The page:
One idea is to use JMS as the 'engine' and you can utilize JMS transactions (which can join existing transactions e.g. DB transaction). This starts to lead towards an async event-driven architecture which is probably a good thing unless we are talking simple apps - in which case you probably don't need to be asking the question.
An example of this would be simple account creation. For this you want to persist account information to the DB and also send the user an email for activation - but you want them in the same transaction for obvious reasons.
You should not put email sending code within the transaction because even though you may send the email - db transaction commit may fail for one reason or another.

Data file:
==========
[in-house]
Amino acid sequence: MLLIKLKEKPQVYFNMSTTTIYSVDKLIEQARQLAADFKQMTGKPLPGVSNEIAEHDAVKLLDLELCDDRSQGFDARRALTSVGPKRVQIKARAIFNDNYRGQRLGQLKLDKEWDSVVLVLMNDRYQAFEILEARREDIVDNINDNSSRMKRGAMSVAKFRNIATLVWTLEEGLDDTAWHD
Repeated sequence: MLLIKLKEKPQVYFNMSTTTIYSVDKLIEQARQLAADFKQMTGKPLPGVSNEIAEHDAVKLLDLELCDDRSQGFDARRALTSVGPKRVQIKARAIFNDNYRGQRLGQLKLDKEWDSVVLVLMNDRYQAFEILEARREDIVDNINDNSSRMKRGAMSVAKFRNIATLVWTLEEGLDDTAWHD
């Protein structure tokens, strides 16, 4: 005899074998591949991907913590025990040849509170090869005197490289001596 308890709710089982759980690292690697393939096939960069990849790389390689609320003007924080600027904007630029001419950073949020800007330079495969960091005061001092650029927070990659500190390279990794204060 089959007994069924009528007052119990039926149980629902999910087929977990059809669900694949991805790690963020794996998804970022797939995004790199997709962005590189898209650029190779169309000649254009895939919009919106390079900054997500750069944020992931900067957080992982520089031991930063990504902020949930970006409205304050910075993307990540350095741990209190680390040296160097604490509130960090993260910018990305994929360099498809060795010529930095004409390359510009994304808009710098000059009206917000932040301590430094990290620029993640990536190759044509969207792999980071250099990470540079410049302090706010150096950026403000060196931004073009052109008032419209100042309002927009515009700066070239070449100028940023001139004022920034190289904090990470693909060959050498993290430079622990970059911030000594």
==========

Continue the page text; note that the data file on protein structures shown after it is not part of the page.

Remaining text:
You also should not put email sending outside of the transaction (after commit) because email sending may fail leading to an orphan account.
So to use JMS in this scenario - put JMS sending code within the DB transaction and have it join that transaction. You are guaranteed message delivery. On the other end have something consuming the queue sending emails out. In case of email send failure, best option is to log/raise an alert - JMS will roll back and put message back into the queue for later consumption. i.e. to try and resend email once you have hopefully fixed whatever the issue is.
The critical thing is - DB record is consistent and email is eventually sent.